Study dispels myth about some degrees
Graduates with a higher diploma or associate degree earn 15 to 40 per cent more than secondary school leavers, a study found.
In the largest sample survey of its kind, Chinese University's education professor Chung Yue-ping studied the earning power of holders of what is collectively known as post-secondary subdegrees.
Using census data from 1996, 2001 and 2006, he studied 30,000 subdegree graduates. His analysis dispels a common myth that subdegrees carry 'high cost but low returns'. Their holders have a great advantage in employment and income compared with secondary school leavers.
'Fung shui masters can cheat you for decades, unlike education,' Chung said. 'If a subdegree is bad, employers will realise quickly that their employees who graduated from that subdegree can't perform and handle their problems.'
He said universities cared about the quality assurance of subdegree programmes because they were looking to see whether those students were good enough to be admitted into full-degree programmes.
'This can only happen if a subdegree curriculum is very similar to a degree's first two years.'
Tuition for a subdegree is about HK$40,000 to HK$50,000 a year, and it is not subsidised by the government, unlike degree programmes. Some have therefore questioned the value of a subdegree and complained of its pricey tuition, calling it a 'high cost but low return' investment.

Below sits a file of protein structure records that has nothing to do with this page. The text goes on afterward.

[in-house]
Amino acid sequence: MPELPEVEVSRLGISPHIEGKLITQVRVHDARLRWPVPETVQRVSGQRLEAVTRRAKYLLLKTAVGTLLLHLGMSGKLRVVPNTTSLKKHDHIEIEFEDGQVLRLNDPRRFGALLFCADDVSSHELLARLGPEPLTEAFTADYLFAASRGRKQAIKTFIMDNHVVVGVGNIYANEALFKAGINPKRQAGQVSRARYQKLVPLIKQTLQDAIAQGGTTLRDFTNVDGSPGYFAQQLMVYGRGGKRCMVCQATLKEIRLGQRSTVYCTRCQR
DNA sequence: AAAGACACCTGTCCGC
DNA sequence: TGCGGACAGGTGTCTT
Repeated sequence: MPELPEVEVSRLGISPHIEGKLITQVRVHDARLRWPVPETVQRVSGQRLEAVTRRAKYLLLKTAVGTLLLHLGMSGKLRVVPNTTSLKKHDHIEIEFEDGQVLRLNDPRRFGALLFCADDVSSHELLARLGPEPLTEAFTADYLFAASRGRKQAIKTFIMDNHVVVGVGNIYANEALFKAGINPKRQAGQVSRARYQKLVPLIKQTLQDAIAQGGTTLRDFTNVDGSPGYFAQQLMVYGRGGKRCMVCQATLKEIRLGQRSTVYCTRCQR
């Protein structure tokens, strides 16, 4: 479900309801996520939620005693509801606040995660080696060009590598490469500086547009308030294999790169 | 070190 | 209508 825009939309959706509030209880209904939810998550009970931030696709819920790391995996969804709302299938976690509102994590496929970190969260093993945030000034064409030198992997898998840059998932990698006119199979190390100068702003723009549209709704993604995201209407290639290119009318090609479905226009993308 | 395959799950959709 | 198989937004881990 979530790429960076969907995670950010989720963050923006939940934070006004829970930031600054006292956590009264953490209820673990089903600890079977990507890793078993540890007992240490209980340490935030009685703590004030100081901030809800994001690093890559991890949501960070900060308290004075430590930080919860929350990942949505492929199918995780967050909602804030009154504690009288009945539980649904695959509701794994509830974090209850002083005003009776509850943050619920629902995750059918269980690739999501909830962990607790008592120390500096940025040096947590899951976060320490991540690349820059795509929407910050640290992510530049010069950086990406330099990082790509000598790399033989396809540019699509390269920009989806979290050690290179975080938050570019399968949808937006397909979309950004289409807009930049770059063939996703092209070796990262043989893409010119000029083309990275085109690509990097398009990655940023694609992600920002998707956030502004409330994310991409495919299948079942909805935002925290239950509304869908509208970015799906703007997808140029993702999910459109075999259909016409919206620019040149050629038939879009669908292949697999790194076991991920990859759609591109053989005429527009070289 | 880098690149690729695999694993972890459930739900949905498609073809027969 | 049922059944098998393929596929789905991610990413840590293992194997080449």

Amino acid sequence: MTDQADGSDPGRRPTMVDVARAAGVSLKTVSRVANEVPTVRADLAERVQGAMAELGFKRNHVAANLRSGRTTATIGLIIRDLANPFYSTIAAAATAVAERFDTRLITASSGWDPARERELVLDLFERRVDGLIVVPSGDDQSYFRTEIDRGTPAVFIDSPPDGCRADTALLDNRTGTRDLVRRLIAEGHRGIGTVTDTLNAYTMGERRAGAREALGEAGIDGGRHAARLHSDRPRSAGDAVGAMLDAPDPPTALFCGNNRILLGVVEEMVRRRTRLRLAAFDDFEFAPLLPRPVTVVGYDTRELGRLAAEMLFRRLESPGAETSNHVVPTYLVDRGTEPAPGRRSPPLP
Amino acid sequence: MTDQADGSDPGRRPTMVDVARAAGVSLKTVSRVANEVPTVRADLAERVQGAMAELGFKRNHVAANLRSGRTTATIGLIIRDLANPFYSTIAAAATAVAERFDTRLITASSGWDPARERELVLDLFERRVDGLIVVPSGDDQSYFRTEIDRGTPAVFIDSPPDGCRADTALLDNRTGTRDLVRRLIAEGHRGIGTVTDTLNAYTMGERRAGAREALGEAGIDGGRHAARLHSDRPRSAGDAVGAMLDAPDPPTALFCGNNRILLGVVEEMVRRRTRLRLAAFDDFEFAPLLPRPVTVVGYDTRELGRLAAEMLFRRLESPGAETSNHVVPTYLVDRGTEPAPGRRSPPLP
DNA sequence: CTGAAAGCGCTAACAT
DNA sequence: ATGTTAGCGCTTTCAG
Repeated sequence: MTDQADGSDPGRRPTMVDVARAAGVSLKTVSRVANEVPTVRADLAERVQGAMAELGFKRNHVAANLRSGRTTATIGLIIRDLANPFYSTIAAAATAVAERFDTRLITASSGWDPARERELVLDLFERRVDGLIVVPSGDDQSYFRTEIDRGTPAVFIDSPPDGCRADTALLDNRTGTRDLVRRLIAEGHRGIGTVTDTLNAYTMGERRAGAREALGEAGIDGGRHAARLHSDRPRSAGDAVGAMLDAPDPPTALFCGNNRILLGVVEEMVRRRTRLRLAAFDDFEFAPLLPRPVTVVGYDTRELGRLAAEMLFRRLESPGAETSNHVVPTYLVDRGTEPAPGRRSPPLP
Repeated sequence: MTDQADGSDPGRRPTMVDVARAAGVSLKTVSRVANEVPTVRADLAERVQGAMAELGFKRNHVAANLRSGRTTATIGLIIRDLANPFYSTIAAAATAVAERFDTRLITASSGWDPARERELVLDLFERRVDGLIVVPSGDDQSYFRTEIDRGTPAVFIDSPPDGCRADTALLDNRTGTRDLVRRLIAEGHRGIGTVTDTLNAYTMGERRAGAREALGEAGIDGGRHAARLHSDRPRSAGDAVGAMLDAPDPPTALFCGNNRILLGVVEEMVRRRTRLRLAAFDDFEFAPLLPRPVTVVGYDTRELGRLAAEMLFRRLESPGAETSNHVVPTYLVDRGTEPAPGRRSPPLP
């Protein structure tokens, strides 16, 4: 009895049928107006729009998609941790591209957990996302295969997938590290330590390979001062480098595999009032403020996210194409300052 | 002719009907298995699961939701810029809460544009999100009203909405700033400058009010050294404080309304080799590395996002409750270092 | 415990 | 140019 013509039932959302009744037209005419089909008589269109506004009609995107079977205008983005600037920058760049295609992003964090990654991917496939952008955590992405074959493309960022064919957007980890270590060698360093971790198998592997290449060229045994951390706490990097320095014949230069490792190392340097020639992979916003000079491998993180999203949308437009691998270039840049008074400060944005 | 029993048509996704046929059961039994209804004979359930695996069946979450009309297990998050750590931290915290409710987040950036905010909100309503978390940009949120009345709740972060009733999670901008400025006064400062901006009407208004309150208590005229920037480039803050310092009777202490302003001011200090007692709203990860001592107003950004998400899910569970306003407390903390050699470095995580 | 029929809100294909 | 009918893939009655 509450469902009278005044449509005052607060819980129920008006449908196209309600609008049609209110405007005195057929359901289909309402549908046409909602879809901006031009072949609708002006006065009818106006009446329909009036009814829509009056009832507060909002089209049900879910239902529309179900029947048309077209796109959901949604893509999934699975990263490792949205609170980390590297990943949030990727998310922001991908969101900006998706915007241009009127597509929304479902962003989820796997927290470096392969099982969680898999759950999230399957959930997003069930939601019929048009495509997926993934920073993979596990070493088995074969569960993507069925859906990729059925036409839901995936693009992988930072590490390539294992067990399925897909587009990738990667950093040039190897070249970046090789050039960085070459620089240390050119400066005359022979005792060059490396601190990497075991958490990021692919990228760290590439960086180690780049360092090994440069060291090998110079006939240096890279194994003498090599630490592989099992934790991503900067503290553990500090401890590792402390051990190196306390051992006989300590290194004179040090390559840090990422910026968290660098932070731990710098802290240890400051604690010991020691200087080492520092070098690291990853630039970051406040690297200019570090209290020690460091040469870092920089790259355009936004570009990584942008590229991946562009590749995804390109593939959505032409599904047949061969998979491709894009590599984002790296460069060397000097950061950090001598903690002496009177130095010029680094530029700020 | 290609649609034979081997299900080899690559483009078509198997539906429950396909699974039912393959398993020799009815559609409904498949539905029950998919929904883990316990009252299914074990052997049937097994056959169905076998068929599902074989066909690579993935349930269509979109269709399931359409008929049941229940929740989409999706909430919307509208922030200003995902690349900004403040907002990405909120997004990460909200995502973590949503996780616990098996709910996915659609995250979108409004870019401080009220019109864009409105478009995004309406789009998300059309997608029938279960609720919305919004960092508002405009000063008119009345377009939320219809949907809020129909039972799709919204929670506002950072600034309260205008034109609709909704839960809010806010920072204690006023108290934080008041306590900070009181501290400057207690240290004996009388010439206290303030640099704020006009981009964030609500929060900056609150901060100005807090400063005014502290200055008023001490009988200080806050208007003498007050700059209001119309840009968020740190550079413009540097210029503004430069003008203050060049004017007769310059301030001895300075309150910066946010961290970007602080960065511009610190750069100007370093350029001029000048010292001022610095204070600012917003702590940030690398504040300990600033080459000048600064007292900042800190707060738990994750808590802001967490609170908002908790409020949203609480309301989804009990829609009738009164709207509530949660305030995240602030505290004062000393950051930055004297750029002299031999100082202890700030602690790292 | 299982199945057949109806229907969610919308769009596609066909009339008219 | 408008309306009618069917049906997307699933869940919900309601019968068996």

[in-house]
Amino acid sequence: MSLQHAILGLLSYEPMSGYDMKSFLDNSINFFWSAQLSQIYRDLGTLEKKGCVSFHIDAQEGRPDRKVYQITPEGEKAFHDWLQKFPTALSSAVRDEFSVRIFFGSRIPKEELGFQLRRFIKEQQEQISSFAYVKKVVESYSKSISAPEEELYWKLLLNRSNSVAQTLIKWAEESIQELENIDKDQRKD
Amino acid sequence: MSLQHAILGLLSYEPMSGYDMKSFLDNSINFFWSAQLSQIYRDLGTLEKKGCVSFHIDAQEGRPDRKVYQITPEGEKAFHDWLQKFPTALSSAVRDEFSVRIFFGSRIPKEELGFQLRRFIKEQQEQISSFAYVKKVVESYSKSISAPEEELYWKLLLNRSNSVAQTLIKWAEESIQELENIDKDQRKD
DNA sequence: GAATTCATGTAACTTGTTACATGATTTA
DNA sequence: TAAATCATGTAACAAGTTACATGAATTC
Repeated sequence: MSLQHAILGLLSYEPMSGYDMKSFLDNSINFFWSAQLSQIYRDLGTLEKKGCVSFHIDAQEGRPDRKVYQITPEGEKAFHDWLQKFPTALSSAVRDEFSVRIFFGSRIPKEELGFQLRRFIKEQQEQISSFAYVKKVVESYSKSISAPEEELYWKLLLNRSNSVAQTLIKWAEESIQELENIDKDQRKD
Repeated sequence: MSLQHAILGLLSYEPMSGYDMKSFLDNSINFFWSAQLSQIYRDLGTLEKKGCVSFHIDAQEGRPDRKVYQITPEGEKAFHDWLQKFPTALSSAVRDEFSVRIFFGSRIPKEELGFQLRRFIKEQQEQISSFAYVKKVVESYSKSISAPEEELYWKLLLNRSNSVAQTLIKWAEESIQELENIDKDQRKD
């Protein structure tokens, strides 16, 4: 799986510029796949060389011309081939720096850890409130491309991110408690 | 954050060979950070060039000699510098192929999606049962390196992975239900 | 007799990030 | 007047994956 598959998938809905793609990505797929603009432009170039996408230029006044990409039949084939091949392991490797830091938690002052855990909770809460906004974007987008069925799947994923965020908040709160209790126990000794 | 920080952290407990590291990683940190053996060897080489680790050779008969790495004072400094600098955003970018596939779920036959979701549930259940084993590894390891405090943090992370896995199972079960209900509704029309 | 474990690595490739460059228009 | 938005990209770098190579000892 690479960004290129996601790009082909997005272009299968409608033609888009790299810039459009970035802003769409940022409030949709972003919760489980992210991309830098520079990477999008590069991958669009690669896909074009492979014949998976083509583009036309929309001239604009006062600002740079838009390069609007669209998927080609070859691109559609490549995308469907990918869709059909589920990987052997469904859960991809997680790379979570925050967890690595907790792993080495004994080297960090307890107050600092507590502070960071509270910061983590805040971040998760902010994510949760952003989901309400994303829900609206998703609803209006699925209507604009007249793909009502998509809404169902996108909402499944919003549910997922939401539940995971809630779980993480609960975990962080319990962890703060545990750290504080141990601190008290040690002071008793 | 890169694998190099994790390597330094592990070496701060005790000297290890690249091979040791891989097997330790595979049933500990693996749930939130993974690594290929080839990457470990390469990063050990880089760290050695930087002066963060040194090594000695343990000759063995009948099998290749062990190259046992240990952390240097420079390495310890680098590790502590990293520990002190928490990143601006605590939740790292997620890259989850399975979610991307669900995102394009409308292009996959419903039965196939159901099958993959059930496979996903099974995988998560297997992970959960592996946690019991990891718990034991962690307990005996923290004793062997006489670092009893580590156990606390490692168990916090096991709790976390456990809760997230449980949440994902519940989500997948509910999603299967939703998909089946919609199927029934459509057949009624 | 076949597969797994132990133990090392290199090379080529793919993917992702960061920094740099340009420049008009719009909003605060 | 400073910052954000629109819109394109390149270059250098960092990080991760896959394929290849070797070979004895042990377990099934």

By comparison, tuition for a full-degree programme is about the same as a subdegree. At the University of Hong Kong, it cost HK$42,100 for local students in the 2010-11 school year. But Chung admitted subdegree holders still lagged in employment advantage and wages compared with degree holders.
It is the first time census data has been used to compare salary differences of subdegree holders.
Higher diplomas have existed since the colonial era. Associate degrees were created by Tung Chee-hwa's administration in an effort to provide higher education to at least 60 per cent of youth by 2010.
By 2006, higher education graduates had already reached 65 per cent. The surge in higher education graduates is credited to the rise in certificates, diplomas, higher diplomas and associate degrees on offer. By 2006, there were 15,184 subdegree graduates in the labour market. Subdegree holders have an advantage, with a 4.2 per cent unemployment rate in 2006, compared with 5.9 per cent for secondary school leavers.
Chung urged subdegree programmes to raise their level and ensure the quality of their education to students and employers.
Kitty Liu Yan-kei studied media at HKU SPACE in an associate programme, then transferred to Baptist University, where she earned a bachelor's in communications in 2007.
'I thought a lot of the material covered at Baptist University was a duplicate of what I studied at HKU SPACE,' Liu said.